Charlie Watts’ ‘Magical’ Former Mansion for Sale at $9.6 Million
Located near the Gloucestershire village of Ashleworth, the property – known as Foscombe House – is set on 52 acres of rolling green land.
The main house is a 10,000 square foot five-bedroom gothic-style home, with expansive kitchen and entertaining areas on its first floor. All of the bedrooms are located on the second floor, while the third and final floor features a smoking room which leads outside to a roof terrace.
Other major buildings on the property include a stable block that has been converted into a space for recreation and relaxation. It features a sauna, steam room and a swimming pool. There’s also a 20-car garage, which has been updated to include space for a helicopter.
READ MORE: Charlie Watts Year-by-Year Photos
Watts purchased the property in 1976 and lived there until 1983. During his residence, the drummer converted a 2,000 square foot guest house into a recording studio. It has since been converted back into living space, boasting three bedrooms, two bathrooms, a kitchen and dining room.
“Foscombe House occupies one of the most magical settings in Gloucestershire, with part of its beauty being that it is set in the middle of its own beautiful parkland grounds, with swathes of wildflower gardens and two sweeping driveways of around half a mile each,” boasts the home’s official listing. “This setting, on the summit of Foscombe Hill, enjoys exceptional peace, privacy and unrivaled views, not only across its own grounds but from a higher aspect, unspoiled rural views across to nine counties.”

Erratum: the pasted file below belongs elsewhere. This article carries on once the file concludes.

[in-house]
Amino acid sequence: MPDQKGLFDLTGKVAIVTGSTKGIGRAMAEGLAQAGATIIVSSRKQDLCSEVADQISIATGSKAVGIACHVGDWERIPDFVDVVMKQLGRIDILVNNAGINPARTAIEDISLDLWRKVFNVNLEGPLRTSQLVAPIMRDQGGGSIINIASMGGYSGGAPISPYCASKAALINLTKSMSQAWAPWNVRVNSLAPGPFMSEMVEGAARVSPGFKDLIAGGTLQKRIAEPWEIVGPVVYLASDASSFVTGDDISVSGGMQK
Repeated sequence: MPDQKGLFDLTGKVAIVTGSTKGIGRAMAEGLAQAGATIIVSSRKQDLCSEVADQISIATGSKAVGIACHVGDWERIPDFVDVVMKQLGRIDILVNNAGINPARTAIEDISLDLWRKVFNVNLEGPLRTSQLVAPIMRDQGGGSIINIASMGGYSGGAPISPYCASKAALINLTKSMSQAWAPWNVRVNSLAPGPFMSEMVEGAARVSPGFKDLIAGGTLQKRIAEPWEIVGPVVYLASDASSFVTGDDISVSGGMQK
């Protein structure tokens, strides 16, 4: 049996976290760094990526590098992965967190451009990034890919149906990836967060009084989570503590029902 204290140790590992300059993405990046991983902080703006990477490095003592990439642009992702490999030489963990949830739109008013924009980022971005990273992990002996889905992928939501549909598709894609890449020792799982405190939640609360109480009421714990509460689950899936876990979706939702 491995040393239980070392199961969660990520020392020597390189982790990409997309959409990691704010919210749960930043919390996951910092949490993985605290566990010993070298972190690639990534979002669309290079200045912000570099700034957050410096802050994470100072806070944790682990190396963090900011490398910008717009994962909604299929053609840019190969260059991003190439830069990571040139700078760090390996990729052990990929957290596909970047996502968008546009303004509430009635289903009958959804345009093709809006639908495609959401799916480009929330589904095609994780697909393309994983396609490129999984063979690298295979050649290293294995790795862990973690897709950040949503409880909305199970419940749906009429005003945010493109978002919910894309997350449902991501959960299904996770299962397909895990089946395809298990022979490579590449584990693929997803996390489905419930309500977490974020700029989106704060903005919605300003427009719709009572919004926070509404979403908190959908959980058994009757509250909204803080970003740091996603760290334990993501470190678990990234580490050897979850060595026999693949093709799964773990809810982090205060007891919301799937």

See pictures of Charlie Watts’ former mansion below.
Charlie Watts Is Posthumously Heard on the Rolling Stones' New Album
Though Watts died in 2021, the drummer is still heard on the Rolling Stones’ upcoming album Hackney Diamonds. Two songs, “Mess It Up” and “Live by the Sword,” feature drums tracks Watts recorded prior to his death.
Steve Jordan handled the drumming on the rest of the album. He was a close friend of Watts’ and was handpicked to replace him in the Stones for what was originally intended to be a temporary basis.
“There are people that don’t understand that I lost a friend,” Jordan, who knew Watts for 40 years, explained in 2021. “So they’re happy for me, but they don’t understand that I’d rather not have this be the case. But the Rolling Stones have really, really done everything in their power to make the transition smooth and sympathetic and empathetic. They’ve been cognizant of everyone’s feelings. I personally appreciate that.”